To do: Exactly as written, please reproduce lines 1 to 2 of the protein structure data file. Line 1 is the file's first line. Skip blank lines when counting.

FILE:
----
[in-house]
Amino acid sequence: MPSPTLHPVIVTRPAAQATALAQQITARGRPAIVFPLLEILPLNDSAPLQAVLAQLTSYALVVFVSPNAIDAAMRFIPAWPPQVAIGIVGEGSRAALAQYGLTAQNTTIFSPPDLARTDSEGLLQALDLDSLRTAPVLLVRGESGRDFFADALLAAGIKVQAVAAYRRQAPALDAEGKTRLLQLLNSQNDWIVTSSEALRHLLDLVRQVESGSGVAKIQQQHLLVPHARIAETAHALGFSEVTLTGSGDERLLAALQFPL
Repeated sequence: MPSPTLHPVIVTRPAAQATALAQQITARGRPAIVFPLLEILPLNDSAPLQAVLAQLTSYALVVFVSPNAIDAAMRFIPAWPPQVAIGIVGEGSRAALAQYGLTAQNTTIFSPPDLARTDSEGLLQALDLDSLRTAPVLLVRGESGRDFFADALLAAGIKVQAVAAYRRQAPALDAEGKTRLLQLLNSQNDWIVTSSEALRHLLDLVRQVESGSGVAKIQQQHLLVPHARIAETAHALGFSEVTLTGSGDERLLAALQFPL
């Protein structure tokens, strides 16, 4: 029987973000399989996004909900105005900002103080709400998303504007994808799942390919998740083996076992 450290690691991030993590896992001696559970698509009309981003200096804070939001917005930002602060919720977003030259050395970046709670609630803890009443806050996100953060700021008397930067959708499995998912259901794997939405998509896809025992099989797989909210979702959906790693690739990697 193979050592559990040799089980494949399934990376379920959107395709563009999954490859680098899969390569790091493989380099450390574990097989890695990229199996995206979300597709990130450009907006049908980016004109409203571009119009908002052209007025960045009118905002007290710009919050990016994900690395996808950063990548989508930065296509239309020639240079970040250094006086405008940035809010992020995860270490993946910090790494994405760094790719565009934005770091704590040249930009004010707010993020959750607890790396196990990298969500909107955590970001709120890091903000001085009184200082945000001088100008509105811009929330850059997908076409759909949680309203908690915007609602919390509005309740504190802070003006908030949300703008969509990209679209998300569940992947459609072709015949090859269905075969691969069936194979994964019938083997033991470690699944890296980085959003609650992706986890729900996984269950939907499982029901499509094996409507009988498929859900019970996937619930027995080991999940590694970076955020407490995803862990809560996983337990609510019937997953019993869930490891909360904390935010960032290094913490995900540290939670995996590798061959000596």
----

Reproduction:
[in-house]
Amino acid sequence: MPSPTLHPVIVTRPAAQATALAQQITARGRPAIVFPLLEILPLNDSAPLQAVLAQLTSYALVVFVSPNAIDAAMRFIPAWPPQVAIGIVGEGSRAALAQYGLTAQNTTIFSPPDLARTDSEGLLQALDLDSLRTAPVLLVRGESGRDFFADALLAAGIKVQAVAAYRRQAPALDAEGKTRLLQLLNSQNDWIVTSSEALRHLLDLVRQVESGSGVAKIQQQHLLVPHARIAETAHALGFSEVTLTGSGDERLLAALQFPL